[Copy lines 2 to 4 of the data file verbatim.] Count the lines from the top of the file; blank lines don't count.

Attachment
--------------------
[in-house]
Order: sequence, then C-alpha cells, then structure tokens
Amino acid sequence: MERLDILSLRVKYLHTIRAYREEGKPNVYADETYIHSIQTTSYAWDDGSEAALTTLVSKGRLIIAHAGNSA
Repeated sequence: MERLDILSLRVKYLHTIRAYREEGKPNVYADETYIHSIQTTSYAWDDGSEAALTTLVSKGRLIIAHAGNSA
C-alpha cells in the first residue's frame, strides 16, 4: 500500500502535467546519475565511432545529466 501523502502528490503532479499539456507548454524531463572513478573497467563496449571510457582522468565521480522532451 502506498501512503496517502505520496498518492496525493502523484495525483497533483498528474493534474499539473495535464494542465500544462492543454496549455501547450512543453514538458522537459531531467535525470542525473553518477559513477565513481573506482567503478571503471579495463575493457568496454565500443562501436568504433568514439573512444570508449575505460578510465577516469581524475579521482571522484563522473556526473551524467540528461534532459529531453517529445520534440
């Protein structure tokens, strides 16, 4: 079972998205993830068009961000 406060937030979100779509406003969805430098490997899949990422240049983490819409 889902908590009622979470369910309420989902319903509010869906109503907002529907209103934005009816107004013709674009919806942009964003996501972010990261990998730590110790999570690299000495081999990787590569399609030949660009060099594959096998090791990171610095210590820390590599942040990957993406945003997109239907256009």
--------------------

Order: sequence, then C-alpha cells, then structure tokens
Amino acid sequence: MERLDILSLRVKYLHTIRAYREEGKPNVYADETYIHSIQTTSYAWDDGSEAALTTLVSKGRLIIAHAGNSA
Repeated sequence: MERLDILSLRVKYLHTIRAYREEGKPNVYADETYIHSIQTTSYAWDDGSEAALTTLVSKGRLIIAHAGNSA